5. Section 7(2A) was introduced by Act 31 of 1972 with effect from 31st July, 1963, i. e., retrospectively. Prior to the introduction of the said provision the matter was governed by Rule 15(4A) of the Tamil Nadu General Sales Tax Rules. Under that rule, if a dealer who was eligible to pay tax at the compounded rate laid down in Section 7 was desirous of being assessed on a provisional basis from the commencement of any year, at the rates laid down in that section, he should before the 1st May of each year or if the return referred to in Sub-rules (1) to (3) of Rule 15 was submitted earlier along with that return, intimate his desire to the assessing authority to be so assessed. The option so exercised would be valid for the year of assessment and be continued so long as the dealer was found eligible to be assessed under Section 7 and had not withdrawn the option. The change-over to that method of assessment was not to be permitted in the course of a year. Section 7(2A) substantially incorporated this rule in the statute itself. That runs as follows:
The permission granted by the assessing authority under Sub-section (2) shall continue in force so long as the dealer is eligible to be assessed under this section and has not withdrawn his option to be so assessed.
6. The Tribunal has taken the view that the expression 'shall continue in force so long as the dealer is eligible to be assessed under this section' would comprehend all assessments made subsequent to the granting of the permission for any year. It is in this view that though the permission was granted for the assessment year 1972-73 on 13th June, 1972, it was held to enure for the assessment year 1971-72 also for which the assessment was completed subsequently. A careful consideration of Rule 15(4A) and Section 7(2A) would, in our opinion, go to show that the grant of permission by the assessing authority under Section 7(2) would continue to be in force only to assessment years subsequent to that for which the permission was granted. It would not, in our opinion, be proper or reasonable to consider that the benefit of Section 7, when once it is granted for a later year, would enure to govern the assessment completed later for an earlier year. The assessee in the present case has not exercised his option for the assessment year 1971-72 at any time. Section 7(2A) confers an option on the assessee and it is, therefore, for the assessee to exercise the option. Each assessment year is separate and independent and it is only as an exception to this principle that Section 7(2A) and also Rule 15(4A) have been introduced so that the permission once granted need not have to be applied for again and again. This benefit under the provisions of Section 7(2A) or Rule 15(4A) is not intended to affect any earlier assessment year merely because of the accidental event of its later completion. In other words, the concession cannot be applied in reverse gear. We, therefore, consider that the Tribunal did not act properly in giving the assessee the benefit of Section 7.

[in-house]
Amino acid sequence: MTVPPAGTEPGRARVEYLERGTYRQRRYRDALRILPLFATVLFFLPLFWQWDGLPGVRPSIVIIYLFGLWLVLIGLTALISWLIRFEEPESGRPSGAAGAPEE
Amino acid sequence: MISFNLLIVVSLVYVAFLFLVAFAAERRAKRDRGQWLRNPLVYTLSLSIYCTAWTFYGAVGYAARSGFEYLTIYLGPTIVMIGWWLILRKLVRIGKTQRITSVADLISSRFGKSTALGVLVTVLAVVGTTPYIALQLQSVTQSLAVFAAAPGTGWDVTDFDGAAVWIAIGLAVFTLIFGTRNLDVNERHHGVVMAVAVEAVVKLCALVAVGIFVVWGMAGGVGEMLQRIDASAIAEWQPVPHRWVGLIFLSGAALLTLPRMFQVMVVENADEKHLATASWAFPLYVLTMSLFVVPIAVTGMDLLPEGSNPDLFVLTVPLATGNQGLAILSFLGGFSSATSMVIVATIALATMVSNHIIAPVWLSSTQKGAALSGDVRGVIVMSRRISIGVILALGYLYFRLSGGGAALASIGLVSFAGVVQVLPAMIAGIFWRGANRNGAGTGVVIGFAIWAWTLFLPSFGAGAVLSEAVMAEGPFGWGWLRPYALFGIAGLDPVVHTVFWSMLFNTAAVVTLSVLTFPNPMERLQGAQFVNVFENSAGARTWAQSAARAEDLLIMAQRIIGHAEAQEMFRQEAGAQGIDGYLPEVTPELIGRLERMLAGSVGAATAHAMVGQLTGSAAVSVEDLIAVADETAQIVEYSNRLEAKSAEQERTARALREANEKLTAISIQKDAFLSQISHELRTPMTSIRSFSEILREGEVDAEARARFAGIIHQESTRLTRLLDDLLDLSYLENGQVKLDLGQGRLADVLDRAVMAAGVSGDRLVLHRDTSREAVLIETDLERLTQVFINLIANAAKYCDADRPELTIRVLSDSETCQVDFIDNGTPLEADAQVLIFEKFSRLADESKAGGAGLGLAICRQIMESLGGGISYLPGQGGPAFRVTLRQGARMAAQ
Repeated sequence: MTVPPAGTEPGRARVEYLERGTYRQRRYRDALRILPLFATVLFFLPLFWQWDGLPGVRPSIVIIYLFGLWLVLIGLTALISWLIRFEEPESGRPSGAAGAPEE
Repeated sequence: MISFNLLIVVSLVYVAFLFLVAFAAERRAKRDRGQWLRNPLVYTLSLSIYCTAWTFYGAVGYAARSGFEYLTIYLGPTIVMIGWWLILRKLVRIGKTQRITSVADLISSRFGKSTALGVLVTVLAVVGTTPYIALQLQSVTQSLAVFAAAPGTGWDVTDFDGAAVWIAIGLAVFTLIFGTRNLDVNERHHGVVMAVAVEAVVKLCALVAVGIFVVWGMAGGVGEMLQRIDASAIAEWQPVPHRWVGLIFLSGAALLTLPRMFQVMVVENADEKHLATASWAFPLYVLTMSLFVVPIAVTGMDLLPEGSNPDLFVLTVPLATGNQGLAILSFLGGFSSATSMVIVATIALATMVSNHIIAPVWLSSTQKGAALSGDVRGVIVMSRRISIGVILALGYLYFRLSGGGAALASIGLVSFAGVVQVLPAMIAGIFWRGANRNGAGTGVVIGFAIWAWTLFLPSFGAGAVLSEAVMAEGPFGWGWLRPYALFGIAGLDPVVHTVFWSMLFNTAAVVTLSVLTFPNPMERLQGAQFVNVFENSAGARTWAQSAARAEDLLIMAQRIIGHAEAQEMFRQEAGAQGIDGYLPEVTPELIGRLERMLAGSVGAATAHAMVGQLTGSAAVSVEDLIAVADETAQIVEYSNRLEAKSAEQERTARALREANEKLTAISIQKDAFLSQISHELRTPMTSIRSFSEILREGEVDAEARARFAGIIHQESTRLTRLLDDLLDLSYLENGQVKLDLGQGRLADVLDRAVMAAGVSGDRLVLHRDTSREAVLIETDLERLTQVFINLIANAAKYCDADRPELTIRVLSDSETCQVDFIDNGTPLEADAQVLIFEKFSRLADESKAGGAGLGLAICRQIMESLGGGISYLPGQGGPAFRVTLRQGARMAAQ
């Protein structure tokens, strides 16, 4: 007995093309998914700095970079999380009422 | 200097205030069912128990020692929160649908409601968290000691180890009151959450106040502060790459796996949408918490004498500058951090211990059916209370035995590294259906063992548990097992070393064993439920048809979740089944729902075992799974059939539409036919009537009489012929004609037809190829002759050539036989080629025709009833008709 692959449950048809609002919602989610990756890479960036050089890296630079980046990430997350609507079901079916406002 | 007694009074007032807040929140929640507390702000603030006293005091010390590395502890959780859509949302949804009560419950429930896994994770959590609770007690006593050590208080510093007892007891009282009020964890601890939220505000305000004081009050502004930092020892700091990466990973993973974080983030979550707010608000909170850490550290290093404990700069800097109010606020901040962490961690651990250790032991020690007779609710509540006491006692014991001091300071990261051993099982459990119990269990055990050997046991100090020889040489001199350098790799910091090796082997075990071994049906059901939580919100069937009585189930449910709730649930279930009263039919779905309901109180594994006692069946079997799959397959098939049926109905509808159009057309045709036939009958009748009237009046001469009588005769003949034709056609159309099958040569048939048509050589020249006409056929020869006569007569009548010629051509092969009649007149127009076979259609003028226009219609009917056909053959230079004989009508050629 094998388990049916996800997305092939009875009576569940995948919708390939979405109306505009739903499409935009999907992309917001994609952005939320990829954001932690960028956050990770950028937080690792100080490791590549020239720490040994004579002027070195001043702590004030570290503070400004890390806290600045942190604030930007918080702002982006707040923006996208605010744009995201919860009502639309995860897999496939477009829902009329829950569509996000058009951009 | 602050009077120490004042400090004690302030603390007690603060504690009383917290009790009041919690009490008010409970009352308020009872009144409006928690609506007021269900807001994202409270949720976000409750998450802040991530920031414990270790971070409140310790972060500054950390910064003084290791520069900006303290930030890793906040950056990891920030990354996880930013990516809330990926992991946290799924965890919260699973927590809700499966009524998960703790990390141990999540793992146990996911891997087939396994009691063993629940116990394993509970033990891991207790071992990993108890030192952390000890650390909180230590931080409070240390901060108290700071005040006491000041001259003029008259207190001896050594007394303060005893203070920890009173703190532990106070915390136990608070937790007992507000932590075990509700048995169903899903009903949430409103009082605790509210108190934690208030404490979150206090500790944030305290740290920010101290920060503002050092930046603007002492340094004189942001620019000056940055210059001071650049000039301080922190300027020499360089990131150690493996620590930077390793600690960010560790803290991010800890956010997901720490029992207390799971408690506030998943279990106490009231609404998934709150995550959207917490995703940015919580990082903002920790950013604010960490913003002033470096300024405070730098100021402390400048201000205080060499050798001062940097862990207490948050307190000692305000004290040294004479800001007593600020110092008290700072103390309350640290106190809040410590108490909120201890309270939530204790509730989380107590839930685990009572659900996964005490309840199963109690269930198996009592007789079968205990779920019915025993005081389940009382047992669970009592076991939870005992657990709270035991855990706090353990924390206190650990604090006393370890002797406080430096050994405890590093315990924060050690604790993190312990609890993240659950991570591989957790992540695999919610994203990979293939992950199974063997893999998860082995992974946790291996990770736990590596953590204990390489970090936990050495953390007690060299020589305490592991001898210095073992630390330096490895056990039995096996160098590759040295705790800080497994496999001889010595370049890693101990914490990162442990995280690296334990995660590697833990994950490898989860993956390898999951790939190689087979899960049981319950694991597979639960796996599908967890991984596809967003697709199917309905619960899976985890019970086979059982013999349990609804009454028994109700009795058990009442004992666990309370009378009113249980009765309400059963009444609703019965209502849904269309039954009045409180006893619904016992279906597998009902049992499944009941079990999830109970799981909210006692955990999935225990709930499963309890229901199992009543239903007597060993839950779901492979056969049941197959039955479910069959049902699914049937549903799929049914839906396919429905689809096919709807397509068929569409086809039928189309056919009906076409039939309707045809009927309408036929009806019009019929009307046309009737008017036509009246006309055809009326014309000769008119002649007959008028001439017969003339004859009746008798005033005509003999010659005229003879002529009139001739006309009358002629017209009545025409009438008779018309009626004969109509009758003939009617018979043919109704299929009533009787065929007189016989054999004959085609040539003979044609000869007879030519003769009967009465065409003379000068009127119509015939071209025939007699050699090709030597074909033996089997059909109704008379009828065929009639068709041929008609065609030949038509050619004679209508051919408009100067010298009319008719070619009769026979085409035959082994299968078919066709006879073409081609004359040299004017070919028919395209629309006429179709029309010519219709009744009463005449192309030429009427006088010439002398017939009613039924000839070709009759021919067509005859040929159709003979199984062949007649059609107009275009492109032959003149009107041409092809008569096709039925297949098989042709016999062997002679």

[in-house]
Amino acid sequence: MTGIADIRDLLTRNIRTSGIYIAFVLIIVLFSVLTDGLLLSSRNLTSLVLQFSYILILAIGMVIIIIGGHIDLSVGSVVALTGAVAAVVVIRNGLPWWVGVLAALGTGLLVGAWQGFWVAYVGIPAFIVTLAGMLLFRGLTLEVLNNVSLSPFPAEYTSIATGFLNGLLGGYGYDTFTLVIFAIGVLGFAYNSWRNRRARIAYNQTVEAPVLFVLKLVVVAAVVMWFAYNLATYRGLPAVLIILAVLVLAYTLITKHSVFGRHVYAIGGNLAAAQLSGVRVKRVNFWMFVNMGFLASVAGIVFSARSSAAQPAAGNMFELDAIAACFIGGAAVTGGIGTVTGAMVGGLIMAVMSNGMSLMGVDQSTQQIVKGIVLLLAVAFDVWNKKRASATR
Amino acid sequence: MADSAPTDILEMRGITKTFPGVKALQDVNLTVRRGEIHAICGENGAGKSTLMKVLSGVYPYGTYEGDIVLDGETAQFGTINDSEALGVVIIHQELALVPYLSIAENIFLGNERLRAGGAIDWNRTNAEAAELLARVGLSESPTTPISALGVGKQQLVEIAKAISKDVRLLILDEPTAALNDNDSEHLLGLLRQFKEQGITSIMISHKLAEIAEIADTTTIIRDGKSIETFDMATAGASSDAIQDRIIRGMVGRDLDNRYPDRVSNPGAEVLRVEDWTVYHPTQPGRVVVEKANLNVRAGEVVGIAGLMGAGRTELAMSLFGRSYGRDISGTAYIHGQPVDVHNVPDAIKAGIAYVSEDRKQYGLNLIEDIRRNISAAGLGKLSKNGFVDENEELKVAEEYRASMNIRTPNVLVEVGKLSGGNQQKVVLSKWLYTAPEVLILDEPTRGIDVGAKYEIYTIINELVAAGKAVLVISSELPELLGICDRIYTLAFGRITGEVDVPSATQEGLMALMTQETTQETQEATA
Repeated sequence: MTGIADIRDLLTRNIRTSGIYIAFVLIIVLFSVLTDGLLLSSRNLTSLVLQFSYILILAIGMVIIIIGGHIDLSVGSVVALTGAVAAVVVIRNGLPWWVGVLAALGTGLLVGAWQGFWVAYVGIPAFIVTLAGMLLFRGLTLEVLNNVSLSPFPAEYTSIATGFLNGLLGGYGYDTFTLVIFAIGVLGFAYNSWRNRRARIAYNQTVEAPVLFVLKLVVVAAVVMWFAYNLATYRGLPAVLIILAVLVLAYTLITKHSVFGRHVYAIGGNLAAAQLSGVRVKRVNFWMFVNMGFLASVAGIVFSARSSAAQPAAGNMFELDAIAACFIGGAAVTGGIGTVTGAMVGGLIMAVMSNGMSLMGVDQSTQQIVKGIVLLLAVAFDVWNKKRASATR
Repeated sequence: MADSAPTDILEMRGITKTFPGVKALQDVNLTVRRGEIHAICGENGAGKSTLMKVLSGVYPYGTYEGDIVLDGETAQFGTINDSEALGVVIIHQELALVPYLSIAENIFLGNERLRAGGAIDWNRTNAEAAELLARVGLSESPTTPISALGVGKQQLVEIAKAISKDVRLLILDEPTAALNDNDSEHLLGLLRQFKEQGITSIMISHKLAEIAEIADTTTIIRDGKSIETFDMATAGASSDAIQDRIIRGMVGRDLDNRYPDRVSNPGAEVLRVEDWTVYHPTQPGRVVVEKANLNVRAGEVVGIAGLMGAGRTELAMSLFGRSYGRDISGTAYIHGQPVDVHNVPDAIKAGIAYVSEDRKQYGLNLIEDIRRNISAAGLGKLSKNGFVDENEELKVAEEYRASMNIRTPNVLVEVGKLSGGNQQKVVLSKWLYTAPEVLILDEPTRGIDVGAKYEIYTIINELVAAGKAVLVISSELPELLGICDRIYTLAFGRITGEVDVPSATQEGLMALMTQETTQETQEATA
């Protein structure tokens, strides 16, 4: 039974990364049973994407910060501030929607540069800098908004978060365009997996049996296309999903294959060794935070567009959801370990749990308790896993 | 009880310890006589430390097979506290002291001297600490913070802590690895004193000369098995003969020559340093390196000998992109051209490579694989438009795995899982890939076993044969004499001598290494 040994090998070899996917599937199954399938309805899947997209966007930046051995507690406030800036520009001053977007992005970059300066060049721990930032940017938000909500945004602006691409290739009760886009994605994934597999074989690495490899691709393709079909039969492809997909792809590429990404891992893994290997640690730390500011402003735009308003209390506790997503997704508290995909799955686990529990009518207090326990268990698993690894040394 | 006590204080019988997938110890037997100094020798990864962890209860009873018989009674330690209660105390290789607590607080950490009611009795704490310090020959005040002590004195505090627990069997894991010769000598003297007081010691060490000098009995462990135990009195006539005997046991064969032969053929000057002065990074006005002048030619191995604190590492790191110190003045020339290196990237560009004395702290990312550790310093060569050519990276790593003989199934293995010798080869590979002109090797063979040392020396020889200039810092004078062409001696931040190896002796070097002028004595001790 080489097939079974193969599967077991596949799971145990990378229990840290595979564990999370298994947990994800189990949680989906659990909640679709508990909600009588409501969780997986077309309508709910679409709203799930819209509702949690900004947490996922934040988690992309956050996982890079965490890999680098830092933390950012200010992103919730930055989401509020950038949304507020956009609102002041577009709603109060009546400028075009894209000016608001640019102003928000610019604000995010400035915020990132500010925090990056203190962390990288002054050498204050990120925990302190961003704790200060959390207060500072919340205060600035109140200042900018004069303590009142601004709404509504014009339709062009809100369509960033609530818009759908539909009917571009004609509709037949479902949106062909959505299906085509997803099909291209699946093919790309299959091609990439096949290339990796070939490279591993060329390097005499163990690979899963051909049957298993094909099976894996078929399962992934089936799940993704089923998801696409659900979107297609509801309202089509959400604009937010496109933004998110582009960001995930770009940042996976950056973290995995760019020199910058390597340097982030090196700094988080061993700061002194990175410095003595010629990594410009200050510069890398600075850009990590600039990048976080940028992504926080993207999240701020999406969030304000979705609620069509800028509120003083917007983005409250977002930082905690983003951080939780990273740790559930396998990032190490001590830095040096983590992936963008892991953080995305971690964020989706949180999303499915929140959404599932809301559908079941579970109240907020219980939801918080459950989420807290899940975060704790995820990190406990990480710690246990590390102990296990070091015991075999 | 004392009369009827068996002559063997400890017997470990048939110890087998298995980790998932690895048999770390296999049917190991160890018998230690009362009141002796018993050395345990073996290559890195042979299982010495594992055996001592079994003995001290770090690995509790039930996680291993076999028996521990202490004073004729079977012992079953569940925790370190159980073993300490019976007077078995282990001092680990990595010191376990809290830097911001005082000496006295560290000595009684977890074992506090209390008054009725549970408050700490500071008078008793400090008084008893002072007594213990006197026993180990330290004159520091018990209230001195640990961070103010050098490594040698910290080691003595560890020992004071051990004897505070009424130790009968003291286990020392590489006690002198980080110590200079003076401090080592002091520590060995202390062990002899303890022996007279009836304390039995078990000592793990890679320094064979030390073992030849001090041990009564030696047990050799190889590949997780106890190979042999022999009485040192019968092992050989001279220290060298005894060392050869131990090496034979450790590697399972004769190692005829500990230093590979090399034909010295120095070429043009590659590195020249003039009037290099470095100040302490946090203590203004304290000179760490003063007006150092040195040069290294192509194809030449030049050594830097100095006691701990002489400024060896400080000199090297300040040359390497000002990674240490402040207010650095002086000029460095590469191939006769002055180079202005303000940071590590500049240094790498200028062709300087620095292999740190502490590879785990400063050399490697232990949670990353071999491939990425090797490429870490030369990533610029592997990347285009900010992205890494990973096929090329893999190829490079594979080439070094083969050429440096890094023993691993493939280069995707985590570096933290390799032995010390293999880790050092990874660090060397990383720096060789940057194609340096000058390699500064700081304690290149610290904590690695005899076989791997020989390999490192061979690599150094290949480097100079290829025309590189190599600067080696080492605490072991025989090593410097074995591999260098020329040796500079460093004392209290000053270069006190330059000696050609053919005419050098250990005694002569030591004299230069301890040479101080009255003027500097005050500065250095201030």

7. Coming to the question of levy of penalty, we are not satisfied that in the present case the levy of penalty was in any way unreasonable. In the assessment order the Deputy Commercial Tax Officer has stated as follows :
It was also proposed to levy a penalty of Rs. 1,515.00 under Section 12(3) of the Act for failure to submit annual return in form A-l on the actual suppression sales turnover of Rs. 28,846.47 (underlining ours).
8. The significant use of the word 'suppression' has been considered by this court in State of Tamil Nadu v. Sri Swamy and Company  39 S.T.C. 85 and it has been held that the use of the word 'suppression' as contrasted with the use of the word 'omission' would go to show that the use of the word 'suppression' involves a finding that there was a wilful non-disclosure. We, therefore, hold that the deletion of the penalty by the Tribunal on the footing that there was no finding of wilful non-disclosure is not correct. The Tribunal has not examined the question as to whether the levy of a penalty of Rs. 909 was called for in this case, with reference to the very first year of assessment. We, therefore, direct the Tribunal to go into the question of quantum of penalty and consider whether the levy of Rs. 909 was reasonable on the facts here. The tax revision case is accordingly allowed. No costs.